Conducta agresiva en chimpancé macho

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European Journal of Pharmacology 526 (2005) 259 – 273 www.elsevier.com/locate/ejphar

Review

Serotonin and aggressive behavior in rodents and nonhuman primates: Predispositions and plasticity ☆
Pier Francesco Ferrari a,b,⁎, Paola Palanza b , Stefano Parmigiani b , Rosa M.M. de Almeida c , Klaus A. Miczek d
b a Dipartimento di Neuroscienze, Università di Parma, via Volturno 39, 43100 Parma,Italy Dipartimento di Biologia Evolutiva e Funzionale, Università di Parma, viale delle Scienze, 43100 Parma, Italy c Laboratório de Neurociências, UNISINOS, São Leopoldo, RS, Brazil Department of Psychology, Psychiatry, Pharmacology, Neuroscience, Tufts University, Medford and Boston, USA

d

Accepted 4 October 2005 Available online 10 November 2005

Abstract This review analyzespsychosocial and genetic determinants of aggressive behavior in rodents and nonhuman primates and the role of the serotonin (5-HT) system on aggressive behaviors in order to trace possible evolutionary common origins between psychopathological and adaptive forms of aggression. Studies in primates suggest that deficit in serotonin activity, as indicated by the levels of the cerebrospinal fluid (CSF)serotonin major metabolite 5-hydroxyindoleacetic acid (5-HIAA) correlates with impulsive and aggressive behavior. It is possible that CSF 5-HIAA reflects the prevailing serotonergic tone and may be related to an aggressive trait. Superimposed on this tone are phasic serotonin changes that may be related to the inhibition of aggressive acts. Genetic factors determine aggressive behaviors as demonstratedby classic selection and strain comparison studies. Manipulations of genes targeting 5-HT receptors, transporters and enzymes can influence aggression. Some of these genes related to the serotonin transporter (5-HTT) and the monoamine oxidase A (MAO-A) show a polymorphism that may predispose, under specific environmental conditions, certain individuals to display pathological forms of aggression. ©2005 Elsevier B.V. All rights reserved.
Keywords: Aggression; Genetics; Serotonin transporter; Monoamine oxidase A; 5-hydroxyindoleacetic acid; Microdialysis; (Monkey); (Mice); (Rat)

Contents 1. Adaptive and pathological forms of aggressive behaviors . . . . . . . . . . . . . . . . . . 2. Aggression in rodents. . . . . . . . . . . . . . . . . . . . . . . . . . . . . . . . . . . . . 3.Aggression in Old World monkeys . . . . . . . . . . . . . . . . . . . . . . . . . . . . . . 4. The neurobiology of aggression: the 5-HT deficiency trait. Is brain serotonin activity linked 5. 5-HT, genes and aggression. Interaction between genes and environment . . . . . . . . . . 6. Conclusions. . . . . . . . . . . . . . . . . . . . . . . . . . . . . . . . . . . . . . . . . . Acknowledgements . . . . .. . . . . . . . . . . . . . . . . . . . . . . . . . . . . . . . . . . References . . . . . . . . . . . . . . . . . . . . . . . . . . . . . . . . . . . . . . . . . . . . . . . . . . . . . . . . . to trait . . . . . . . . . . . . . . . . . . . . . . . . . or to . . . . . . . . . . . . . . . . . . . . . . . . . . . . . . . . . . . . . . . . . . state aggression or . . . . . . . . . . . . . . . . . .. . . . . . . . . . . . . . . . . . . . . . . . . . . . . . . both? . . . . . . . . . . . . 260 261 262 263 265 268 269 269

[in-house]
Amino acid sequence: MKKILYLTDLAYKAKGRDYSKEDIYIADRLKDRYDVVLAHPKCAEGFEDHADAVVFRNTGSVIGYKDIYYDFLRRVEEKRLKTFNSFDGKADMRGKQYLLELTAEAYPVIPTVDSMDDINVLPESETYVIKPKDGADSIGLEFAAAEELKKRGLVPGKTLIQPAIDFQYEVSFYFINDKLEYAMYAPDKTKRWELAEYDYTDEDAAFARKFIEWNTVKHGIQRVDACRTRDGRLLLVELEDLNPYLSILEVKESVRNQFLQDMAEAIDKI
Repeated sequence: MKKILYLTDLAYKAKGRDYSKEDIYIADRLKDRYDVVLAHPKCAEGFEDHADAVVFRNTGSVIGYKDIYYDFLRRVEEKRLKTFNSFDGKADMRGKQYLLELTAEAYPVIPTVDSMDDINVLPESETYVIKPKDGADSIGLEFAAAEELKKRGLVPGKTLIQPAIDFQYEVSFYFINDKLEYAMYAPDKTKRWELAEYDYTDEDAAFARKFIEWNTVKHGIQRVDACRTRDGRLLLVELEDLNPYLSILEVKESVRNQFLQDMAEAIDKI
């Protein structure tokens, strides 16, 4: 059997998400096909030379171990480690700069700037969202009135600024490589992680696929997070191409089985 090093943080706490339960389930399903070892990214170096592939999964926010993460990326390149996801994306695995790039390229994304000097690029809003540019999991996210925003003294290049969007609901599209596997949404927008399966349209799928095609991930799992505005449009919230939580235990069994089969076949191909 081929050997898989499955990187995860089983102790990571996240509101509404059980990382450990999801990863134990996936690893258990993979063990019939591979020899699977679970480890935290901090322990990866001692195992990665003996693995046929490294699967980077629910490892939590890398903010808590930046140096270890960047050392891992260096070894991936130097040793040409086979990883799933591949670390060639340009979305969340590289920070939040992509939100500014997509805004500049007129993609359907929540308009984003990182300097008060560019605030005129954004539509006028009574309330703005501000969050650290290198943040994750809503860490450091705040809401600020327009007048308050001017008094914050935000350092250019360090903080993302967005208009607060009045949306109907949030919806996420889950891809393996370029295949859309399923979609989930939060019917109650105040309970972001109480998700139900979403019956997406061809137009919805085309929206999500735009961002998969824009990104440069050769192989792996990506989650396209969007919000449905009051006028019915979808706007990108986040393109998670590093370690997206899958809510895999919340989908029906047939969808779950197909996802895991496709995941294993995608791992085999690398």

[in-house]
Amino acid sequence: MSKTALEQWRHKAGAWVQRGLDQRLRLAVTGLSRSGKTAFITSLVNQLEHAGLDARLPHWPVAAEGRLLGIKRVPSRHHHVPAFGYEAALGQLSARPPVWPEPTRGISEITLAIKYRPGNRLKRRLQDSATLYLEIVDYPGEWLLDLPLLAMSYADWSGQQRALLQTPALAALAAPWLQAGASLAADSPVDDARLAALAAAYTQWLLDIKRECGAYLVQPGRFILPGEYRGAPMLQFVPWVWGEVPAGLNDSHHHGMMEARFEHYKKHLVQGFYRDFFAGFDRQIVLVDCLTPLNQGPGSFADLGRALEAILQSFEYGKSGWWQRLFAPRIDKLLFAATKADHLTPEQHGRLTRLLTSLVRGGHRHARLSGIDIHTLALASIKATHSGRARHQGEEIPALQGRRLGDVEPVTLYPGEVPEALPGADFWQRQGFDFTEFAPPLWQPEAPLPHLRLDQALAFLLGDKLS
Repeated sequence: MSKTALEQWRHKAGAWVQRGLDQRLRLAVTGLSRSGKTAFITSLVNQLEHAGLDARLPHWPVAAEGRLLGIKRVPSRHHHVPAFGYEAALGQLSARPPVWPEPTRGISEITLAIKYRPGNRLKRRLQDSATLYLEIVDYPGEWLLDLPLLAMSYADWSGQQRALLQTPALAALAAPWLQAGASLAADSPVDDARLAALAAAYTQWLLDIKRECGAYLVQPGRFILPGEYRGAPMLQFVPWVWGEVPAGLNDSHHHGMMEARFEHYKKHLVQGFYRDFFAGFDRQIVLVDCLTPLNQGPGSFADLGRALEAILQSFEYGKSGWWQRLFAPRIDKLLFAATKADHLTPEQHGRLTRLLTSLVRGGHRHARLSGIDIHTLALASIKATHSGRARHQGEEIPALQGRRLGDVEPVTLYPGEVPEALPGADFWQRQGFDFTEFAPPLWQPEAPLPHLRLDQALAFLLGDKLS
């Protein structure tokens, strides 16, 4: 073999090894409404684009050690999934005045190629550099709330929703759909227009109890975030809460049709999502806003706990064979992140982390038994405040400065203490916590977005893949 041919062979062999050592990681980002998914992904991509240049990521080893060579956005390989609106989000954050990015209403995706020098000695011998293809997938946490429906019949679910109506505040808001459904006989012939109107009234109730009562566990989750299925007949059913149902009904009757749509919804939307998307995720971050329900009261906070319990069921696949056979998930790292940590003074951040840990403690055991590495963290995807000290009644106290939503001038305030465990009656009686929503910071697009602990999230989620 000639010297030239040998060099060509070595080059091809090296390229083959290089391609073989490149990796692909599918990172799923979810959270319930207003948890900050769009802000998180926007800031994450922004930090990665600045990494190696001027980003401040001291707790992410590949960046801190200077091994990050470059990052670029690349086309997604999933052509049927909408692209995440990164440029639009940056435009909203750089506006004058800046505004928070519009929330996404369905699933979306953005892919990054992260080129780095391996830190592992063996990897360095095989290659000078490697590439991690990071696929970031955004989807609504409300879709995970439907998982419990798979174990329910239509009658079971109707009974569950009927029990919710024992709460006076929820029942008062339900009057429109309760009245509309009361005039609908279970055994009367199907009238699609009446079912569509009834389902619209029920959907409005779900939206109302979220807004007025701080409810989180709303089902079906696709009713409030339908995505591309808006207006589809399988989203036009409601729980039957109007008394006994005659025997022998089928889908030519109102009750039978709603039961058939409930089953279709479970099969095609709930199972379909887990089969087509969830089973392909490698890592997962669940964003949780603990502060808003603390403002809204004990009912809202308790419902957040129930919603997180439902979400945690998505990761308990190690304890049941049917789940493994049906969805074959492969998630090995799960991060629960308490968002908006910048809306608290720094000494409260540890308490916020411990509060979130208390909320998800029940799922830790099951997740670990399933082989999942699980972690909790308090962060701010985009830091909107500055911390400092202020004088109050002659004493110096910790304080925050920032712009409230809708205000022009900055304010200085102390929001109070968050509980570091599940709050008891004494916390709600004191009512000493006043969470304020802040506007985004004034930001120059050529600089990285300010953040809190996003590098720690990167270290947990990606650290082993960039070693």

PFF, SP and KAM contributed equally to the paper. ⁎ Corresponding author. E-mail address: ferrari@biol.unipr.it (P. Francesco Ferrari).

Research on aggression has been a ‘hot topic’ in scientific investigations for more than five decades as it has been a target formany specialists from different disciplines, ranging from anthropology, behavioral biology to psychology, genetics, social sciences, neurosciences and zoology. The attraction of this topic is mainly due to the fact that aggression is commonly

0014-2999/$ - see front matter © 2005 Elsevier B.V. All rights reserved. doi:10.1016/j.ejphar.2005.10.002

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